Whether you’re helping patients overcome personal challenges or teaching others about the field, being a psychology major can open the door to many exciting career opportunities. To find out which one is right for you, try taking on an internship. It’s a great way to get a hands-on feel for a role that interests you.

Next, learn more about this college major. Check out What Is a Psychology Major and Is it Right for Me? and get more career tips for internships and entry-level jobs such as How to Set Career Goals (and Meet Them).

How to Become a Psychologist

Becoming a psychologist is a wonderful opportunity to help patients work through mental health issues and address challenges in their personal lives. If you’re a psychology major, or just considering a career in the mental health field, then you might be wondering what you need to do to become a psychologist. Do you have to pick a specialty before you go to grad school? Do you need to get both a master’s and a Ph.D.?

Here are the steps you need to follow when getting started on a psychology career.

1. Earn a bachelor’s degree in psychology or a related subject

Since being a psychologist requires a graduate-level degree (such as a Ph.D. or Psy.D.), you’ll need to earn a bachelor’s degree before you can focus on more advanced training. Although a psychology degree is recommended since it will give you great insights into the subject and prepare you for advanced study in the field, it’s not necessary to have one. In fact, any major that helps you build critical thinking and research skills will give you the tools you need to succeed in graduate school.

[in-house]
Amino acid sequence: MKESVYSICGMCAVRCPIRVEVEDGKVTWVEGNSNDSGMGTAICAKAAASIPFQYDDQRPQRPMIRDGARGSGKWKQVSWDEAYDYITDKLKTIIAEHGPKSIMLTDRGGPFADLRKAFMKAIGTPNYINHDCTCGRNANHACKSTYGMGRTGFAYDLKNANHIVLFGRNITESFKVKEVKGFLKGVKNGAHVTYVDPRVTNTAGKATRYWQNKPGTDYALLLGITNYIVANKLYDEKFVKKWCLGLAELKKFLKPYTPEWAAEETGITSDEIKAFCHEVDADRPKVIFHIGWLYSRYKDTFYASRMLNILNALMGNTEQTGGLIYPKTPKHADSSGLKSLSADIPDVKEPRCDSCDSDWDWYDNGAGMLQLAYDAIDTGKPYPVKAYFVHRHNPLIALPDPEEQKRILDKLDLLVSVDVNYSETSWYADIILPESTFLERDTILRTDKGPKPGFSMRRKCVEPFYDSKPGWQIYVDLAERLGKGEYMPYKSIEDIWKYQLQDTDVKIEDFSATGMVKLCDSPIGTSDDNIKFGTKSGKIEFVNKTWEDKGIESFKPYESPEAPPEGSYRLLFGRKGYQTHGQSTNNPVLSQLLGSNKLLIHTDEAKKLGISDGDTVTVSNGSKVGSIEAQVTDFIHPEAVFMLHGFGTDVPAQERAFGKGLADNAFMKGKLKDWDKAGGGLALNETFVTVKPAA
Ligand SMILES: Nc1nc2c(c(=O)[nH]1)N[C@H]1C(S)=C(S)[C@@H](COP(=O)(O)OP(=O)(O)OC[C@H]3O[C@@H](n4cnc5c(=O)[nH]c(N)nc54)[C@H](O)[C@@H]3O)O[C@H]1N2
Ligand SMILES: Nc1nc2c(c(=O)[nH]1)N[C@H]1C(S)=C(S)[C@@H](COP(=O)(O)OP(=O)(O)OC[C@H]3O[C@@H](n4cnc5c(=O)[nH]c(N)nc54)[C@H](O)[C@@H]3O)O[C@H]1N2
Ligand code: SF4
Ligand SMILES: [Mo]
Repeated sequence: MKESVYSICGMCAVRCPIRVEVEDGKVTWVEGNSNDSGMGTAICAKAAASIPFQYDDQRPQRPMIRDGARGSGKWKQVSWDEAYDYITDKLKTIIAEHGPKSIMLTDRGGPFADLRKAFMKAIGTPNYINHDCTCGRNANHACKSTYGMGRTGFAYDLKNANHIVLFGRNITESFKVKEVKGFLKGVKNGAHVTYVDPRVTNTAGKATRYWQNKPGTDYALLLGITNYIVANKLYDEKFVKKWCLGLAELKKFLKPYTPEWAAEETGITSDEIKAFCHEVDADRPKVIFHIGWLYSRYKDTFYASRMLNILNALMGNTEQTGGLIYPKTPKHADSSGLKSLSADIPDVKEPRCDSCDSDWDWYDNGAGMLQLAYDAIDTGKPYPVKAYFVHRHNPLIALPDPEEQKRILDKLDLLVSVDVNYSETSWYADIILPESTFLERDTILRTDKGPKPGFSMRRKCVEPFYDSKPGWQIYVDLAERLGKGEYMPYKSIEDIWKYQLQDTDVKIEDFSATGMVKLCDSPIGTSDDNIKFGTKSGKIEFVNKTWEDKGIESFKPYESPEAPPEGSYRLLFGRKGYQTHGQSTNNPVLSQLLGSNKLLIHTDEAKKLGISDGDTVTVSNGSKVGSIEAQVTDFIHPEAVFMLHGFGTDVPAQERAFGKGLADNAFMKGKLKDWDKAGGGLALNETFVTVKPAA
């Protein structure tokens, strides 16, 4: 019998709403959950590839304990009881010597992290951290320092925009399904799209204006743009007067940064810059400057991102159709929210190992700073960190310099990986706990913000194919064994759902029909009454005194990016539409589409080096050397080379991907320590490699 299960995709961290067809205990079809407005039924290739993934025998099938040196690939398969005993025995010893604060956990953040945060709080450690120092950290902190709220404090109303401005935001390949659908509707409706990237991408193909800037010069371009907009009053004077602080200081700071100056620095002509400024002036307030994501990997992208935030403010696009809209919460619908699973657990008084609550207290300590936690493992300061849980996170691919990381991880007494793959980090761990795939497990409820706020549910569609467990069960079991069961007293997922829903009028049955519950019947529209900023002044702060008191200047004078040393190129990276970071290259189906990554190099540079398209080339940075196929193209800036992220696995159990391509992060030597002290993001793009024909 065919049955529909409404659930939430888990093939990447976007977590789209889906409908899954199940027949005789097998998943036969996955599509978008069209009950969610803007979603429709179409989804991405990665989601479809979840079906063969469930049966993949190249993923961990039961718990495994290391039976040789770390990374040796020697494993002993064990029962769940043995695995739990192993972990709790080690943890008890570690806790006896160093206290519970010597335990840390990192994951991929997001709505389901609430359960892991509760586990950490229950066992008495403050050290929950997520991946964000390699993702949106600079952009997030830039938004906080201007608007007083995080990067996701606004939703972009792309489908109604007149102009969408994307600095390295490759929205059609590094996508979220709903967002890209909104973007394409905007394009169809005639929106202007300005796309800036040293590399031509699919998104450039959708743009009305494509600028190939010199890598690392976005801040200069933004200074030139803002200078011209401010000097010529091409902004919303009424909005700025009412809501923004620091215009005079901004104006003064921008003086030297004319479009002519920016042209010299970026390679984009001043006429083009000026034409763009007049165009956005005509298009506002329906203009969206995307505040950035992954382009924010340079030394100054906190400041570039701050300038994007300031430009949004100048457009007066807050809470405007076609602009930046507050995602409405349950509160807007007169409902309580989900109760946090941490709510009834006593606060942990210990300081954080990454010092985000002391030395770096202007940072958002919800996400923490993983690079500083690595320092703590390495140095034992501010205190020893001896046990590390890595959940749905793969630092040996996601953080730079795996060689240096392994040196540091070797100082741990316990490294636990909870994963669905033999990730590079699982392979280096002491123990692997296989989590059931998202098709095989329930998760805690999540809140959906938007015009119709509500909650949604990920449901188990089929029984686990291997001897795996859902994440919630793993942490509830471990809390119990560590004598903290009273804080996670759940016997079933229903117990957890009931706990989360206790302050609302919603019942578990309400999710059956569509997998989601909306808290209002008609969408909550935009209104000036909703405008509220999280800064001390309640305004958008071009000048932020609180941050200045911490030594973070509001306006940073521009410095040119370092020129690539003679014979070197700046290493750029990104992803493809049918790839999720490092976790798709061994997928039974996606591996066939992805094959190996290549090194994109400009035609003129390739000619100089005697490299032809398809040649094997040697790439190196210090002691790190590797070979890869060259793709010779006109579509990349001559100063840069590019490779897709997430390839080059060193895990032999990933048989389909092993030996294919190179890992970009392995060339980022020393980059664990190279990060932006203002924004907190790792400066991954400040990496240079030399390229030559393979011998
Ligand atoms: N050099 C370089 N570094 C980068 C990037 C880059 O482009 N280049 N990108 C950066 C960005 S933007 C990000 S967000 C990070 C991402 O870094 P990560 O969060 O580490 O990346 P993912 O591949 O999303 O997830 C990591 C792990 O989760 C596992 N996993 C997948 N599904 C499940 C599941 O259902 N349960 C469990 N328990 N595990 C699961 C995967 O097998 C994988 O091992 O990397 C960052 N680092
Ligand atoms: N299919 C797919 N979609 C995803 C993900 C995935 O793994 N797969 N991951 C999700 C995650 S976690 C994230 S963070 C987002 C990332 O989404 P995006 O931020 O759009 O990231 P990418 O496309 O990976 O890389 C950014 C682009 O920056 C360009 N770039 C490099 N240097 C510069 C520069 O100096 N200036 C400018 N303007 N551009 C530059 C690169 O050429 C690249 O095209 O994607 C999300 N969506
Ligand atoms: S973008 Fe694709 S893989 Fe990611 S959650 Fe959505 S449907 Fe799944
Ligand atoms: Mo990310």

Pro Tip: While you don’t need to major in psychology in order to become a psychologist, most Ph.D and Psy.D. programs do require certain prerequisites so be sure to check in with your advisor and find out which ones you need to take. Once you have this information, a minor or double major can be a great way to fulfill your grad school requirements while also studying another subject you’re passionate about.

2. Select a specialty and complete a doctoral program

Once you’ve completed your bachelor’s degree, it’s time to decide on a specialty and to pick a graduate program that matches your interests. This can be anything from clinical psychology to developmental psychology and often includes both a research and a clinical component. Although some universities combine a master’s and a doctoral program into a single degree program, most schools offer individual master’s and Ph.D./Psy.D programs.